I recently bought a new car. The car I was driving was fairly new, only eighteen months old. But over the past year or so it had developed a distinct... lemon-y essence. The repeated repairs cost me nothing, because the car was under warranty. But continual trips to the dealership were a pain, so I started to live with the squeaky brakes and blown light bulbs. And, because it was a "prestigious" brand, the car was expensive to operate. And, I'll admit it - I felt a little pretentious in that car. I don't think it suited me.
So I decided to get out while I could still manage a decent trade, and now I'm driving a car that's much more affordable, if less luxurious. When it came time to select a new car, I tried to do thorough research. I looked at virtually every car available in my price range. I considered options, mileage, emissions, warranties and operating costs. To do all of this, I looked online first. And I watched videos. Which leads me to the point of this entry: image matters.
Everyone wants to feel good about the car that they drive. I do think that cars reflect their owners to a certain degree. If you replace the words "car" and "drive" with any other product and its use, you'll probably find the same is true: the clothes you wear, the beer you drink, the music you listen to - they all say something about you. Consumers want to feel good about what they purchase. Image matters.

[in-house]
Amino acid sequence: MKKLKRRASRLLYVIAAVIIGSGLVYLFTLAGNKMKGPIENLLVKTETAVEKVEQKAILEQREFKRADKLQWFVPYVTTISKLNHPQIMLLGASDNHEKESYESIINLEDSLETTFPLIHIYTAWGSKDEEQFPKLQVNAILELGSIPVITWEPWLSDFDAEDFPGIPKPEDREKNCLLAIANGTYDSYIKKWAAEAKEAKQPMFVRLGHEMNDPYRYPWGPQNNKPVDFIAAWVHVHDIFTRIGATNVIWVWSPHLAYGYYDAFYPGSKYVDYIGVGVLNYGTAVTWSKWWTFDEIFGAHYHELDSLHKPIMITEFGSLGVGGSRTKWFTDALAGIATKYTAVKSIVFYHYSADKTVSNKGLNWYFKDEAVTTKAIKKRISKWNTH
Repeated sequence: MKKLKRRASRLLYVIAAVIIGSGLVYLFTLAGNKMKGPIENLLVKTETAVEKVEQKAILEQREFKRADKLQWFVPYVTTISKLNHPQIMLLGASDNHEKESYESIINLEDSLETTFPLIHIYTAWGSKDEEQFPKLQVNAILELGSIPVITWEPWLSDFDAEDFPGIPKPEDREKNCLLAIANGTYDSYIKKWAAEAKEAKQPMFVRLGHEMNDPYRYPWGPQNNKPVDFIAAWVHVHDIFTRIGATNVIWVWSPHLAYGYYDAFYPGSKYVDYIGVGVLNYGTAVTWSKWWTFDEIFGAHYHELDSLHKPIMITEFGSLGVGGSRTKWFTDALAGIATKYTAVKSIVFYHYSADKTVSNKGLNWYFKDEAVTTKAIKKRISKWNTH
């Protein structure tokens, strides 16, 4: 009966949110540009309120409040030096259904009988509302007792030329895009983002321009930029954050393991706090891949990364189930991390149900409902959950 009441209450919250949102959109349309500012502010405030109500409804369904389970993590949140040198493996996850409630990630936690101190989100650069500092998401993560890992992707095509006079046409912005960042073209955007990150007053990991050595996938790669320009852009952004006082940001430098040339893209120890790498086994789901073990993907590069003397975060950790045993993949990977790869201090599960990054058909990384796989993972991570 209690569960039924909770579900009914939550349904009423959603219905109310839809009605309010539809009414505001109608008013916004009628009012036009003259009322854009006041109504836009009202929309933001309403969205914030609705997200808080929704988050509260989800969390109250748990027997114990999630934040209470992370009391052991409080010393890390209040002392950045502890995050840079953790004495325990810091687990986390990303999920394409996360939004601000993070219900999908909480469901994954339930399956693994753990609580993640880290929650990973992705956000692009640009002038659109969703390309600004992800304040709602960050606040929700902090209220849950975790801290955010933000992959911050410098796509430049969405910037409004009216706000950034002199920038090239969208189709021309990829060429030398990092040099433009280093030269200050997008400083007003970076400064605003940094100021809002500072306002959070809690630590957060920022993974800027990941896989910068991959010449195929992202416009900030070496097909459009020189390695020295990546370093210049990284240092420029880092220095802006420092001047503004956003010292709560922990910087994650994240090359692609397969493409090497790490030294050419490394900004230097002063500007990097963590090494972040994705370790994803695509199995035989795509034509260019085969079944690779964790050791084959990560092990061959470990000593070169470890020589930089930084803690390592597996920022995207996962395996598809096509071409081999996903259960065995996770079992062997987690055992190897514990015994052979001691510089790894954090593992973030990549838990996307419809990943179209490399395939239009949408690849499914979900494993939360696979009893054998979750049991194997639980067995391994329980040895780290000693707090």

During my search, I watched videos of new cars. One video was good enough to get me to a dealership, only to discover that the base model had a polka-dot interior. Forget it. No polka dots for me. Image matters.
(Side point: substance matters, too. A high-quality video will help generate interest, but you have to deliver the goods.)
In the end, the car that I bought has everything I wanted: it's economical to own, with very low emissions and an excellent warranty. And the brochure came with a DVD. It's the perfect vehicle for video - and I mean that in both senses of the phrase. The vehicle itself is, I think, kind of cool. It's fun and photogenic, and it's a great subject for video. And the brochure was the perfect way to distribute the DVD: once the production is complete, distribution costs are very low, and the automaker knows that the video is going into the hands of people who are serious potential buyers. If they like it, they might even pass it along. "Look at this cool car I'm getting! Don't you want one, too? Validate me!"
Seriously, the power of the visual (moving) image is stronger than you might think. You can convey a lot of information about your product or service, with very few words, and create an image that's whatever you want it to be. You can make potential customers feel good about their choice, before they've even completed the transaction. They'll be proud they chose you, because that choice - based on your image - says something about them. And image matters.